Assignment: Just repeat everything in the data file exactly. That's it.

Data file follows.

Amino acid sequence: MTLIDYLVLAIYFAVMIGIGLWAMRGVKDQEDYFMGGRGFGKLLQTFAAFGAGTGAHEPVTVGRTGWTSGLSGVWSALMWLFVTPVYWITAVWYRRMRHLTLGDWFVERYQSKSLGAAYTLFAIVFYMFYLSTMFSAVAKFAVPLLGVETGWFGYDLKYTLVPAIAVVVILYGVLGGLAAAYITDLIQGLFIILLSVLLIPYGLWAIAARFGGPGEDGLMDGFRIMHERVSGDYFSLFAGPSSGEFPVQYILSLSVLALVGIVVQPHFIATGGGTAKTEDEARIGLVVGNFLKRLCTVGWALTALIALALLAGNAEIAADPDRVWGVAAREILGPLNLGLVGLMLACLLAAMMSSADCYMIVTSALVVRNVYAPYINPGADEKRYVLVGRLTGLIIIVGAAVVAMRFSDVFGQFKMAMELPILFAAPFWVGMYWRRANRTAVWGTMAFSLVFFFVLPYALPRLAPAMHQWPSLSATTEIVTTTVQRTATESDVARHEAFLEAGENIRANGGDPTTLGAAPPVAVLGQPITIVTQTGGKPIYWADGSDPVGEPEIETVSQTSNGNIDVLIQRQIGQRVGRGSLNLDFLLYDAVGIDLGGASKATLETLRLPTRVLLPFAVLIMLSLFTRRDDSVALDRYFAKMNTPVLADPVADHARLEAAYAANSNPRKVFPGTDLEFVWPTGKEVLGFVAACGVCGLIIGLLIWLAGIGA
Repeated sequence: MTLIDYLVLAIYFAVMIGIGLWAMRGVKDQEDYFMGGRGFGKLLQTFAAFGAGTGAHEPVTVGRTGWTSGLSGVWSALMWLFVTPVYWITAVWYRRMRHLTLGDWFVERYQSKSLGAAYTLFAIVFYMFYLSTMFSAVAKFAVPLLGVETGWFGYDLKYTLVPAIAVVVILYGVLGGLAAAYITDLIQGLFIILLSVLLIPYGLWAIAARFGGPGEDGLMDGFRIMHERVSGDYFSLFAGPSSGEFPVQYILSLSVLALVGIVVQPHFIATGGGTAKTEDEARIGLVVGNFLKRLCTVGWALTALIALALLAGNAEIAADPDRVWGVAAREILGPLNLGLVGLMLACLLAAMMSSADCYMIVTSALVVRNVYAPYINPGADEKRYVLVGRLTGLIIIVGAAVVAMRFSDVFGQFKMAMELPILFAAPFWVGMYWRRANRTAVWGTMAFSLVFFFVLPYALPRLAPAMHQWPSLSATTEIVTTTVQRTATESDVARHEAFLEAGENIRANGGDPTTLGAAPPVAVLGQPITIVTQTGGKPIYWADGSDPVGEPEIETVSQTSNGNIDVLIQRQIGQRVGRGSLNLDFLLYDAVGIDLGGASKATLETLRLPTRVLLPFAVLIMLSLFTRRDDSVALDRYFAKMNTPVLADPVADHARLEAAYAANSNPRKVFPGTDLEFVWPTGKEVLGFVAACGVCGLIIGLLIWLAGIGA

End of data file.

Amino acid sequence: MTLIDYLVLAIYFAVMIGIGLWAMRGVKDQEDYFMGGRGFGKLLQTFAAFGAGTGAHEPVTVGRTGWTSGLSGVWSALMWLFVTPVYWITAVWYRRMRHLTLGDWFVERYQSKSLGAAYTLFAIVFYMFYLSTMFSAVAKFAVPLLGVETGWFGYDLKYTLVPAIAVVVILYGVLGGLAAAYITDLIQGLFIILLSVLLIPYGLWAIAARFGGPGEDGLMDGFRIMHERVSGDYFSLFAGPSSGEFPVQYILSLSVLALVGIVVQPHFIATGGGTAKTEDEARIGLVVGNFLKRLCTVGWALTALIALALLAGNAEIAADPDRVWGVAAREILGPLNLGLVGLMLACLLAAMMSSADCYMIVTSALVVRNVYAPYINPGADEKRYVLVGRLTGLIIIVGAAVVAMRFSDVFGQFKMAMELPILFAAPFWVGMYWRRANRTAVWGTMAFSLVFFFVLPYALPRLAPAMHQWPSLSATTEIVTTTVQRTATESDVARHEAFLEAGENIRANGGDPTTLGAAPPVAVLGQPITIVTQTGGKPIYWADGSDPVGEPEIETVSQTSNGNIDVLIQRQIGQRVGRGSLNLDFLLYDAVGIDLGGASKATLETLRLPTRVLLPFAVLIMLSLFTRRDDSVALDRYFAKMNTPVLADPVADHARLEAAYAANSNPRKVFPGTDLEFVWPTGKEVLGFVAACGVCGLIIGLLIWLAGIGA
Repeated sequence: MTLIDYLVLAIYFAVMIGIGLWAMRGVKDQEDYFMGGRGFGKLLQTFAAFGAGTGAHEPVTVGRTGWTSGLSGVWSALMWLFVTPVYWITAVWYRRMRHLTLGDWFVERYQSKSLGAAYTLFAIVFYMFYLSTMFSAVAKFAVPLLGVETGWFGYDLKYTLVPAIAVVVILYGVLGGLAAAYITDLIQGLFIILLSVLLIPYGLWAIAARFGGPGEDGLMDGFRIMHERVSGDYFSLFAGPSSGEFPVQYILSLSVLALVGIVVQPHFIATGGGTAKTEDEARIGLVVGNFLKRLCTVGWALTALIALALLAGNAEIAADPDRVWGVAAREILGPLNLGLVGLMLACLLAAMMSSADCYMIVTSALVVRNVYAPYINPGADEKRYVLVGRLTGLIIIVGAAVVAMRFSDVFGQFKMAMELPILFAAPFWVGMYWRRANRTAVWGTMAFSLVFFFVLPYALPRLAPAMHQWPSLSATTEIVTTTVQRTATESDVARHEAFLEAGENIRANGGDPTTLGAAPPVAVLGQPITIVTQTGGKPIYWADGSDPVGEPEIETVSQTSNGNIDVLIQRQIGQRVGRGSLNLDFLLYDAVGIDLGGASKATLETLRLPTRVLLPFAVLIMLSLFTRRDDSVALDRYFAKMNTPVLADPVADHARLEAAYAANSNPRKVFPGTDLEFVWPTGKEVLGFVAACGVCGLIIGLLIWLAGIGA